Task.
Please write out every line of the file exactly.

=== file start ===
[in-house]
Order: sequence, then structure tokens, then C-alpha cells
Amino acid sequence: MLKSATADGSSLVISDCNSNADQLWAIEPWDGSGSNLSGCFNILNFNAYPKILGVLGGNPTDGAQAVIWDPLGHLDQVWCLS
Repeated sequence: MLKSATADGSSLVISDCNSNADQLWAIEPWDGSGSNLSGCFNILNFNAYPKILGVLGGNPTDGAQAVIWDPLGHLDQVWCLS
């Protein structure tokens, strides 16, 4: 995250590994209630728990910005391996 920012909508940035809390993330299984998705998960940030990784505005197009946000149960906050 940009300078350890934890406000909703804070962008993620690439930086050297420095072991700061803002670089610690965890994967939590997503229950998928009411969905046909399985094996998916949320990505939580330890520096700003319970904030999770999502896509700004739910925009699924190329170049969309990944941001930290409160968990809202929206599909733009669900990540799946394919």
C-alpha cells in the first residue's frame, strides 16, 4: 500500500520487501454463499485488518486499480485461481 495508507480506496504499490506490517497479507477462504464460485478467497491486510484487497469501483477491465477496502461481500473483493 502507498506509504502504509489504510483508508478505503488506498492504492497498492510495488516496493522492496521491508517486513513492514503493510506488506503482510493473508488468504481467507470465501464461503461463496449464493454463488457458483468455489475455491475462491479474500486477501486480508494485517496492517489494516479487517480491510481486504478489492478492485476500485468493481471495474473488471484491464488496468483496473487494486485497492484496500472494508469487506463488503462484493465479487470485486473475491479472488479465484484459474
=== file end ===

[in-house]
Order: sequence, then structure tokens, then C-alpha cells
Amino acid sequence: MLKSATADGSSLVISDCNSNADQLWAIEPWDGSGSNLSGCFNILNFNAYPKILGVLGGNPTDGAQAVIWDPLGHLDQVWCLS
Repeated sequence: MLKSATADGSSLVISDCNSNADQLWAIEPWDGSGSNLSGCFNILNFNAYPKILGVLGGNPTDGAQAVIWDPLGHLDQVWCLS
């Protein structure tokens, strides 16, 4: 995250590994209630728990910005391996 920012909508940035809390993330299984998705998960940030990784505005197009946000149960906050 940009300078350890934890406000909703804070962008993620690439930086050297420095072991700061803002670089610690965890994967939590997503229950998928009411969905046909399985094996998916949320990505939580330890520096700003319970904030999770999502896509700004739910925009699924190329170049969309990944941001930290409160968990809202929206599909733009669900990540799946394919």
C-alpha cells in the first residue's frame, strides 16, 4: 500500500520487501454463499485488518486499480485461481 495508507480506496504499490506490517497479507477462504464460485478467497491486510484487497469501483477491465477496502461481500473483493 502507498506509504502504509489504510483508508478505503488506498492504492497498492510495488516496493522492496521491508517486513513492514503493510506488506503482510493473508488468504481467507470465501464461503461463496449464493454463488457458483468455489475455491475462491479474500486477501486480508494485517496492517489494516479487517480491510481486504478489492478492485476500485468493481471495474473488471484491464488496468483496473487494486485497492484496500472494508469487506463488503462484493465479487470485486473475491479472488479465484484459474